For about two and a half centuries, the Crete woman wore a traditional Byzantine dress from 1316 to 1525.

The affluent woman wore a robe, a long shirt, and a one-piece top, which she wore in the waist with a belt or cord. She was always taking care of her hair, grabbing it high with a thin net and putting on the top, the Byzantine turban, which also served as a veil. Additionally, the head adornment was made with the <<koutelon>> that was a narrow strip of fabric around the forehead with adjusted gold coins.

Women’s shoes were called <<fellaria>>, a word from the Byzantine period, and during the Venetian occupation, they were named <<skafania>>, which were thin, square-toed shoes. Characteristic of women’s shoes were their soles, the <<domoi>>, which served as heels.

Finally, women’s clothing was completed with gold jewelry. These included earrings (krikelia or verges), bracelets (maninia) and collars (manikia).

The women in the villages wore the same clothes, but of lower quality and without the corresponding goldsmiths.

Italian fashion, after the end of the 15th century, influenced the Cretan clothing, and the woman of the village follows the Cretan costume, dressed according to Venice fashion. Above the skirt, they wore the <<karpeta>>, a skirt that was lifted to the front and fastened to it.

Interesting is the influence of the man’s costume on women. knitwear of women of Knossos. The young women borrowed the men’s pants (vraka), <<the meintani>>, which they called <<ziponi>> and embroidered it with gold threads. Noteworthy is the similarity of the ziponi, which leaves the chest open, with the women’s clothing of Knossos. In the 17th century, the dress was divided into upper body and skirt. The upper body is slowly withdrawn and replaced by the embroidered shirt. Later the costume is complemented by the decorative apron.

The three Cretan women’s costumes, which have survived to this day, with different origin are the Sfakian costume, the Anogiani or Shartza, and the Kritsas or Kouda costume.

The Sfakian Costume:

It is the festive costume of the prefecture of Sfakia and was worn throughout western Crete. It consists of a multifaceted skirt in crimson or brown color. At the bottom, there is a band of two broad golden siritia (silk or gold fabric bands). The shirt is white silk or cotton woven and has rich embroidery or lace on the ends of the sleeves. Above the shirt, a medium-sized zippon is worn, made of velvet and the color is black, brown or crimson. It has gold embroidery. A red or crimson scarf is tied on the head. Finally, the white apron is worn, richly embroidered.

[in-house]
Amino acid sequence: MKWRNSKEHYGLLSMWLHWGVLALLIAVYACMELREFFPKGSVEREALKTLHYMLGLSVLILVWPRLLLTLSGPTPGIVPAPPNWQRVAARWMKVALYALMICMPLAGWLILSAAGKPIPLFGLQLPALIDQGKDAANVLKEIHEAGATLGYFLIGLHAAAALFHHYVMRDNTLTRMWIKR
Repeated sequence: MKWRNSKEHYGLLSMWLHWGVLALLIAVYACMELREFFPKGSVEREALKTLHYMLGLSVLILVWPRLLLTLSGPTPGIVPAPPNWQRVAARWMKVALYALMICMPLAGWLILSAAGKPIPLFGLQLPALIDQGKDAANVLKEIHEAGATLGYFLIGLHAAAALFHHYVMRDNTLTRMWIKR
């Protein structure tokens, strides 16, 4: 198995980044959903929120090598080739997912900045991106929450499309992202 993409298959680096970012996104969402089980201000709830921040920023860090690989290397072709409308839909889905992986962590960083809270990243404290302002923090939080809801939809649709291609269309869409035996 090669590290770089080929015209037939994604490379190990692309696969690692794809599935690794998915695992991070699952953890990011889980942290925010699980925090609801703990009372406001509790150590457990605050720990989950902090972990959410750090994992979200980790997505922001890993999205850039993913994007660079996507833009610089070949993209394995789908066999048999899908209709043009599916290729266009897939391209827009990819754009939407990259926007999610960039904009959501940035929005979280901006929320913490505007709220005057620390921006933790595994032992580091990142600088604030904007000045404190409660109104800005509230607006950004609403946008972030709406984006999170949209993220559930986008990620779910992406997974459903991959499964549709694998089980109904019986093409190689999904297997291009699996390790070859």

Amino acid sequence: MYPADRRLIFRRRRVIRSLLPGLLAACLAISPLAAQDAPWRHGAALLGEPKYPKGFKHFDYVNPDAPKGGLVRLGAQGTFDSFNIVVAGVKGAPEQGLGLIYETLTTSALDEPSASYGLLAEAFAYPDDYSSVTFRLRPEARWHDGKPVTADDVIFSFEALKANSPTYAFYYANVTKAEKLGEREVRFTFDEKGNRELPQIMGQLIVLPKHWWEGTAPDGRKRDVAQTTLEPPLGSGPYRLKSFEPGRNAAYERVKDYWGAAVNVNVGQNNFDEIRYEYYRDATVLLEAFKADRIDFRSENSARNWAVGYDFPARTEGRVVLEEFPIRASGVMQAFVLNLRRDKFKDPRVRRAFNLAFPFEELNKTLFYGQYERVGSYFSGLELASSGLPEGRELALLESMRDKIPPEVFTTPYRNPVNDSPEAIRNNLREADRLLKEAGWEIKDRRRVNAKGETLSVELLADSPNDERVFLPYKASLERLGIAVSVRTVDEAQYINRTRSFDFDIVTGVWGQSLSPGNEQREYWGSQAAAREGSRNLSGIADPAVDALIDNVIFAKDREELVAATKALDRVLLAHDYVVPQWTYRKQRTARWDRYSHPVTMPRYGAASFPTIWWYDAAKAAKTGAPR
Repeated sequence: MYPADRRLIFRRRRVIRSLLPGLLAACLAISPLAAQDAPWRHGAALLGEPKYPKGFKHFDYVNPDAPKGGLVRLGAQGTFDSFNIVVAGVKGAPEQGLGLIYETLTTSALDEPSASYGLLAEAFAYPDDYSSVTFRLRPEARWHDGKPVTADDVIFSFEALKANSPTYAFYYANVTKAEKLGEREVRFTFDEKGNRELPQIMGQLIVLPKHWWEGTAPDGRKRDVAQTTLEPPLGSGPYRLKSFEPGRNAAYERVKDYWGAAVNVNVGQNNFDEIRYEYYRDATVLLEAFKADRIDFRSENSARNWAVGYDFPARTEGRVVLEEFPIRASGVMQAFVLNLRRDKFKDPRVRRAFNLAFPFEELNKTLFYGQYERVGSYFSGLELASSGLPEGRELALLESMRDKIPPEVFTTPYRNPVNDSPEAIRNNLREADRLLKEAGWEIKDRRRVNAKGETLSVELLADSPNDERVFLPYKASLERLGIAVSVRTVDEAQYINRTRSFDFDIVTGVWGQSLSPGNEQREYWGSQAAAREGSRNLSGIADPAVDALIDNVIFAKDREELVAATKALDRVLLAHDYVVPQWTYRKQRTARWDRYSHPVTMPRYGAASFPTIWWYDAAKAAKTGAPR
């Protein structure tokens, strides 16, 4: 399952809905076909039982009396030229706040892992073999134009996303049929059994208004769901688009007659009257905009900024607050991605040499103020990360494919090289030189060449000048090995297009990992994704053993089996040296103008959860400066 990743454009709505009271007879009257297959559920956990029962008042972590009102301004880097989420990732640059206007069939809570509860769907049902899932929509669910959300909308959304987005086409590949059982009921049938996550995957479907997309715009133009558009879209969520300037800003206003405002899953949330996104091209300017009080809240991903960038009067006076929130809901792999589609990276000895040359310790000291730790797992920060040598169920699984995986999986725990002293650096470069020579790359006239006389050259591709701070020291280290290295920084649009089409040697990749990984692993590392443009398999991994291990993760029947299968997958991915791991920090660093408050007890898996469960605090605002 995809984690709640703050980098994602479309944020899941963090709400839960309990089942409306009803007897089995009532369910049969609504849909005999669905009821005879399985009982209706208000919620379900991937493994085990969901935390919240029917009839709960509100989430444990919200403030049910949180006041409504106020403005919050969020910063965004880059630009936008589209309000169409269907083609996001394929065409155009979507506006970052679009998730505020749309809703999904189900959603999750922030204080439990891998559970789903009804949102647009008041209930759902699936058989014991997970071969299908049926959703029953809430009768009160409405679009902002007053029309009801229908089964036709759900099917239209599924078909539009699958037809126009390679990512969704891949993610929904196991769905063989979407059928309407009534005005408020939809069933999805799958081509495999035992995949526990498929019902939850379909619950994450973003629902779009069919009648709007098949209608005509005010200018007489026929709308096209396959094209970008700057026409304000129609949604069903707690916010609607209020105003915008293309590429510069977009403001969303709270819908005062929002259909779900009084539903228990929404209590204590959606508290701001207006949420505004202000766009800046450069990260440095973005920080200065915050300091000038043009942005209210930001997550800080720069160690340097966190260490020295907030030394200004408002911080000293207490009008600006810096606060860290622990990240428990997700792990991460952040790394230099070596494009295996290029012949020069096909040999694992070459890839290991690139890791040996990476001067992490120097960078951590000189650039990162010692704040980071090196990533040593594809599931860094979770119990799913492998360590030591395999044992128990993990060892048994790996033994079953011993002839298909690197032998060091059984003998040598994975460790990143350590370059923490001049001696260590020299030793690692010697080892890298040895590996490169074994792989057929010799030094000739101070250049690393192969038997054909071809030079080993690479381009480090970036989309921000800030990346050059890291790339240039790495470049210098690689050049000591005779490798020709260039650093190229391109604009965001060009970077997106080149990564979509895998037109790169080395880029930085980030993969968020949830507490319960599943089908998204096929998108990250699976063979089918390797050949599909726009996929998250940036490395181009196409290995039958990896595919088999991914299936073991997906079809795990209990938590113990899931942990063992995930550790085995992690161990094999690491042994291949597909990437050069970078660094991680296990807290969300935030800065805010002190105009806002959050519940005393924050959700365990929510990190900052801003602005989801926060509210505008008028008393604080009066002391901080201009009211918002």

The Anogiani or Strantza costume:

The name of the costume comes from its base piece, the apron called Sartza. It started from the area of Anogia but later wore it all over Crete. The dress is made up of a long trouser over which a long shirt is worn, like a cream-colored dress. The apron is red with gold embroidery, it is tied in the middle and the two ends are inserted on the left side of the belt, which is also red woven. The ziponi is made of felt,  in various colors, with black predominating and adorned with gold embroidery. Finally, the head scarf is red or crimson with gold or yellow fringe.

The Kritsas or Kouda costume:

The name of the costume comes from a part of the skirt, which is tied at the back and forms a tail in red, the <<kouda>>.  This costume has a lot in common with the Anogian costume, as it also includes pants and long shirts. The difference is that the trousers have wide embroidery on the trousers the same as the apron. The costume’s ziponi is the same color as the <<kouda>> and is longer covering the hips. The scarf on the head is white and very long.

Of particular importance to Cretan women’s clothing is the jewelry, which is also used as amulets. Chest, neck, and waist jewelry testify to the economic and social status of the Cretan woman. Particularly the coins that are sewn on the scarf, chest, and waist. The Cretan woman wears many bracelets and rings.

Finally, the female costume is complemented by the female knife, which is identical to the male but smaller in size and passes through the female belt.



Categories: Traditions